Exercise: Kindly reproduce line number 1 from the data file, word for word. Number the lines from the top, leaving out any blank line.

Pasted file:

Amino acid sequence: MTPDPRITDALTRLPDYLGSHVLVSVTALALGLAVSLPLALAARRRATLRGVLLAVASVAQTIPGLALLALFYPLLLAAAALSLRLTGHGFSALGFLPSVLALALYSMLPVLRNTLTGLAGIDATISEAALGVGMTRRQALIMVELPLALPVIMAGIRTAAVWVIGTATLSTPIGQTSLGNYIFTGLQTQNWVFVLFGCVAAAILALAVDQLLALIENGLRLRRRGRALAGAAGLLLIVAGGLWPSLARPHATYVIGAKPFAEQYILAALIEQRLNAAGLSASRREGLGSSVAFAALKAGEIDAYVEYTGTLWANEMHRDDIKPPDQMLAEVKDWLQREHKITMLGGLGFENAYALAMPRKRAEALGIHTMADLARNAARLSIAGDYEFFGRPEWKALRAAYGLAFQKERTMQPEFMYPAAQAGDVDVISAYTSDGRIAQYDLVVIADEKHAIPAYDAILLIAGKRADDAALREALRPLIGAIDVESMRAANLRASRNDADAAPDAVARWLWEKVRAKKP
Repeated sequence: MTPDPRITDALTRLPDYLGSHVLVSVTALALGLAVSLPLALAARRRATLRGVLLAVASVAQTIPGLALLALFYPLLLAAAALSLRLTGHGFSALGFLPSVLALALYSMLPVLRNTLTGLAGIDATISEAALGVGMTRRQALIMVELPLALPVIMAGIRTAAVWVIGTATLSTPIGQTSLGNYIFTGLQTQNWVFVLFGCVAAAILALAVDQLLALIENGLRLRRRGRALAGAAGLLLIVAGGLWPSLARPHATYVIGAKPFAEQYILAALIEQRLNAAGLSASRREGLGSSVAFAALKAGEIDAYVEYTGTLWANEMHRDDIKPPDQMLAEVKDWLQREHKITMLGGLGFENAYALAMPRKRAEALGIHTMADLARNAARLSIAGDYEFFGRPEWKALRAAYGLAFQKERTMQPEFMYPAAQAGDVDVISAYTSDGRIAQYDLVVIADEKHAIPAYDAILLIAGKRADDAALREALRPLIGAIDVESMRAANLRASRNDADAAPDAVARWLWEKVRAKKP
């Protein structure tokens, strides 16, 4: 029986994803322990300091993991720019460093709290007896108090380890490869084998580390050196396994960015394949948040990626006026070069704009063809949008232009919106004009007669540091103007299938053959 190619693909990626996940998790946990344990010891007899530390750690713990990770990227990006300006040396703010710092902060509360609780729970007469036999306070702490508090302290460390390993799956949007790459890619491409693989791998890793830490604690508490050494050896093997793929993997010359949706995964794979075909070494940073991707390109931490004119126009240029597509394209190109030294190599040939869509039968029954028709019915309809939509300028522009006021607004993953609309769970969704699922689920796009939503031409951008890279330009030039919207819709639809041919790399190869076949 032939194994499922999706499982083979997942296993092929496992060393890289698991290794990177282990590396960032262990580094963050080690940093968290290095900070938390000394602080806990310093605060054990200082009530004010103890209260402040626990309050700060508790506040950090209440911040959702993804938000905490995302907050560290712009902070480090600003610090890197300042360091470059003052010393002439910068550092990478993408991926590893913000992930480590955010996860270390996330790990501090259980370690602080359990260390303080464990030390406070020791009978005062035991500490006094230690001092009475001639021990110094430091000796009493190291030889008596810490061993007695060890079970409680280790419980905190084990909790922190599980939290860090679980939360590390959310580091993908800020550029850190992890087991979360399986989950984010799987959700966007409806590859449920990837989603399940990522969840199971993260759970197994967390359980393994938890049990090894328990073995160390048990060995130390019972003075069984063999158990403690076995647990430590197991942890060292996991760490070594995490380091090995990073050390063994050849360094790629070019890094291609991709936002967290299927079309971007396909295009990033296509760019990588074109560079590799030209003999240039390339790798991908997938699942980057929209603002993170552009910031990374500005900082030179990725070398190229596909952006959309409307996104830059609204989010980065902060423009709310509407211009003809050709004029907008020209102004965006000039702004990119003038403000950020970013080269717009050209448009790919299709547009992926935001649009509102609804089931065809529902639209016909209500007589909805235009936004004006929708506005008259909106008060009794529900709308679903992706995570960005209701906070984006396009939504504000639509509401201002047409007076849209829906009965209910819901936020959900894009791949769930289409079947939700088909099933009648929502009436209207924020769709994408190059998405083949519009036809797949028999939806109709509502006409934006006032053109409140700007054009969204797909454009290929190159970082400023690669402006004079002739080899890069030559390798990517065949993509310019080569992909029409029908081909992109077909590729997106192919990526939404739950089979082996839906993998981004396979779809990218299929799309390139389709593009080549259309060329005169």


Amino acid sequence: MTPDPRITDALTRLPDYLGSHVLVSVTALALGLAVSLPLALAARRRATLRGVLLAVASVAQTIPGLALLALFYPLLLAAAALSLRLTGHGFSALGFLPSVLALALYSMLPVLRNTLTGLAGIDATISEAALGVGMTRRQALIMVELPLALPVIMAGIRTAAVWVIGTATLSTPIGQTSLGNYIFTGLQTQNWVFVLFGCVAAAILALAVDQLLALIENGLRLRRRGRALAGAAGLLLIVAGGLWPSLARPHATYVIGAKPFAEQYILAALIEQRLNAAGLSASRREGLGSSVAFAALKAGEIDAYVEYTGTLWANEMHRDDIKPPDQMLAEVKDWLQREHKITMLGGLGFENAYALAMPRKRAEALGIHTMADLARNAARLSIAGDYEFFGRPEWKALRAAYGLAFQKERTMQPEFMYPAAQAGDVDVISAYTSDGRIAQYDLVVIADEKHAIPAYDAILLIAGKRADDAALREALRPLIGAIDVESMRAANLRASRNDADAAPDAVARWLWEKVRAKKP